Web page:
Tuesday - We will be running a metric system lab to help the students review the metric system, which I'm sure they have learned many times before! The students will be measuring length, volume, and mass, and then converting their measurements from the metric unit the measure in to other metric units. Since it only involves moving decimals, converting in the metric system should not be too difficult for the students! They will be asked to know the following prefixes: tera, giga, mega, kilo, hecto, deka, deci, centi, milli, micro, nano. There are computers being developed with terabytes worth of memory now, and technology being developed using nanotechnology, so I believe that these are useful prefixes for the students to know. Homework will be to complete the questions in the metric system lab.

Wednesday - The metric system lab will be collected, and I will see if the students have any questions about the metric system as we process what they learned from the experiment. The students will then be reintroduced to using scientific notation. They will also be taught how to multiply, divide, add, and subtract while using scientific notation. There will be time given for the students to begin some practice scientific notation problems. Any problems that are not finished in class will be finished for homework.

Thursday - We will spend time reviewing the scientific notation homework. The students will be grading their own work, and then will be given the opportunity to ask for help on any questions that the got wrong. After this, we will conduct a lab experiment called "Measuring with the Microscope." The students will measure the length of the diameter of their field of view under low power on the microscope, and then calculate the diameter of their field of view under high power. Once they have completed that task, they will then estimate the size of various microorganisms as they view them under the microscope. This can be challenging for the students, but we will work to get everyone understanding how to estimate sizes by the end of the lab. This lab ties together everything we will have learned about the microscope, the metric system, and scientific notation. There will be no homework on Thursday.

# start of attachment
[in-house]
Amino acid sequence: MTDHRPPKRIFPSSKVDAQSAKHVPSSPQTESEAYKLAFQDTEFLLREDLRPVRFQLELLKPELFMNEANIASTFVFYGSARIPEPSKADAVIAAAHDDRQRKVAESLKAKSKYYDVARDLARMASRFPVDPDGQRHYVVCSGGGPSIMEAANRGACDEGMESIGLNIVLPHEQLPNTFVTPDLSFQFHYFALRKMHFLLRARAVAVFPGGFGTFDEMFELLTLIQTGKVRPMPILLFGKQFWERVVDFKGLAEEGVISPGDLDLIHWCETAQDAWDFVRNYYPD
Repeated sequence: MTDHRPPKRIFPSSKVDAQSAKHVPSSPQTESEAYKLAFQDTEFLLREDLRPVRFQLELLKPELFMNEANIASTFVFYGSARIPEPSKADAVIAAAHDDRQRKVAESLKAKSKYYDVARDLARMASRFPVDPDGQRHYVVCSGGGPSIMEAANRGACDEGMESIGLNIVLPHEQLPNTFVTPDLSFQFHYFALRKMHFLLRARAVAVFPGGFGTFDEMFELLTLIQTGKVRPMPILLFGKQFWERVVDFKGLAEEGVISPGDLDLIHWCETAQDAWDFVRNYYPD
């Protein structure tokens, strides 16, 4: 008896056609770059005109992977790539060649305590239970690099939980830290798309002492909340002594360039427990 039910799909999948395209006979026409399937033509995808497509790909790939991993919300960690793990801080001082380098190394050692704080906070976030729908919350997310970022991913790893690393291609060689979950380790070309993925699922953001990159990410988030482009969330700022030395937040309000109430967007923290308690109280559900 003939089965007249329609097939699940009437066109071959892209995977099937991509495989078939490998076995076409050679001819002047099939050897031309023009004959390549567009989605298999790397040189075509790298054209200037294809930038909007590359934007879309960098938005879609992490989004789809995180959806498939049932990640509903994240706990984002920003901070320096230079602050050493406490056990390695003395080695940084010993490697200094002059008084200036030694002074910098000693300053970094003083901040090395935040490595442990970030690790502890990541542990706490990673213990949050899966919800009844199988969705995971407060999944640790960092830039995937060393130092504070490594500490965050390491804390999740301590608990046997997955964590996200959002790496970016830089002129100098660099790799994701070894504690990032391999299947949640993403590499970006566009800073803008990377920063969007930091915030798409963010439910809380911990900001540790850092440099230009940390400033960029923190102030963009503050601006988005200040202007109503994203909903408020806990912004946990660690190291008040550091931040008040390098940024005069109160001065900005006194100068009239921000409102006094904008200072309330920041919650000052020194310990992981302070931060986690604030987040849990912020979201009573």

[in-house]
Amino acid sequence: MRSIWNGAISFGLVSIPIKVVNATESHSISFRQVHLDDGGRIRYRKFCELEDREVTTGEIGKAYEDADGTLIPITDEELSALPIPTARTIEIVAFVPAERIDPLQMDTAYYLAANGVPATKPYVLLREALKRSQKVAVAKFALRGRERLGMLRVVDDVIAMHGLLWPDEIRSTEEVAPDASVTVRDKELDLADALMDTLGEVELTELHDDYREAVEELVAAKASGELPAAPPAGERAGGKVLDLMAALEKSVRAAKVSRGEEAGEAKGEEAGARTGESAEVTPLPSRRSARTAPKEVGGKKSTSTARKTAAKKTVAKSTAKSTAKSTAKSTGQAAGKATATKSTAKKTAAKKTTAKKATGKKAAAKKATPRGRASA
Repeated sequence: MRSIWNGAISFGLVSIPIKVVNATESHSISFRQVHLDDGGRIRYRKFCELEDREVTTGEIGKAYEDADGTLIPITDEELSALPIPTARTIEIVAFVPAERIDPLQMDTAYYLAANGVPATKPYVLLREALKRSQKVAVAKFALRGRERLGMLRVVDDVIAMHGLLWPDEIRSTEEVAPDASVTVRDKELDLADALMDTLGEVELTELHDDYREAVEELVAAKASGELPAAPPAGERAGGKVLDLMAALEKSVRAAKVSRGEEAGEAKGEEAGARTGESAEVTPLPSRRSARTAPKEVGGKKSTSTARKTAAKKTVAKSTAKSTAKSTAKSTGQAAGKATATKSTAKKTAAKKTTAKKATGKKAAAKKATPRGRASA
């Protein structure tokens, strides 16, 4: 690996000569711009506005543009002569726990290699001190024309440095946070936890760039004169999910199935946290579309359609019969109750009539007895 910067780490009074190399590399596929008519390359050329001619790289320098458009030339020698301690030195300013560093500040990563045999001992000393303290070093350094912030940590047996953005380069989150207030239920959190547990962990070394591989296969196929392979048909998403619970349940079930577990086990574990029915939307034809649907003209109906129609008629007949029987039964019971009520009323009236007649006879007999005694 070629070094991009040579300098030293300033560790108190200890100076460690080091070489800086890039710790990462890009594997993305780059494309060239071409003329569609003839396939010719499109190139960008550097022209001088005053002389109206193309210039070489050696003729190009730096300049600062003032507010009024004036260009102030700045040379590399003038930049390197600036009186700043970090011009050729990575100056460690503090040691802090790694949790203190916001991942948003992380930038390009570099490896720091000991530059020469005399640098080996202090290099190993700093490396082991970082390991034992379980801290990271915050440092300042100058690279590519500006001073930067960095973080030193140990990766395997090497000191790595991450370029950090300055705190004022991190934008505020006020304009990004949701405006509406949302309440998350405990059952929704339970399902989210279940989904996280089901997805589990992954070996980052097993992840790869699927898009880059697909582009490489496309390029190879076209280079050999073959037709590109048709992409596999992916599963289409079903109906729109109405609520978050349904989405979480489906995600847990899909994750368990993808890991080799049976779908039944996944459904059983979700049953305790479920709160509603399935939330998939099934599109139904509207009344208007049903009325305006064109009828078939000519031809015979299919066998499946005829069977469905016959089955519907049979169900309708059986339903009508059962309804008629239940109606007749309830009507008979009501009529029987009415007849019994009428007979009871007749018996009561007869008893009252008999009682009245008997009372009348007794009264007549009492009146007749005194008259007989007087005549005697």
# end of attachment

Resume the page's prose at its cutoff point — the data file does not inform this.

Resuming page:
Friday - At the beginning of class, the students will be shown how to graph a data set by using Microsoft Excel. Then, the students will be given time to finish their "Measuring with the Microscope" lab activity. This should take about 15-20 minutes. After completing the lab activity, the students will hand it in and begin working on a graphing activity using data sets that I will give them. There are a series of questions to answer about the graphs the students create as they work through the graphing activity. I will not be requiring the graphs to be completed for homework, as not all students may have Microsoft Excel at home. The graphs will be completed in class on Monday. Plan on there being a test on the microscope, metric system, scientific notation, and graphing on Tuesday the 16th of October.

__Graba Geek of the Week__This week's Geek of the Week is Mark Guo, who brought in our

*Daphnia*filled water sample. Without him, the pond water observation portion of our lab would not have been nearly as successful or interesting. Thank you, Mark!

Have a great week everyone!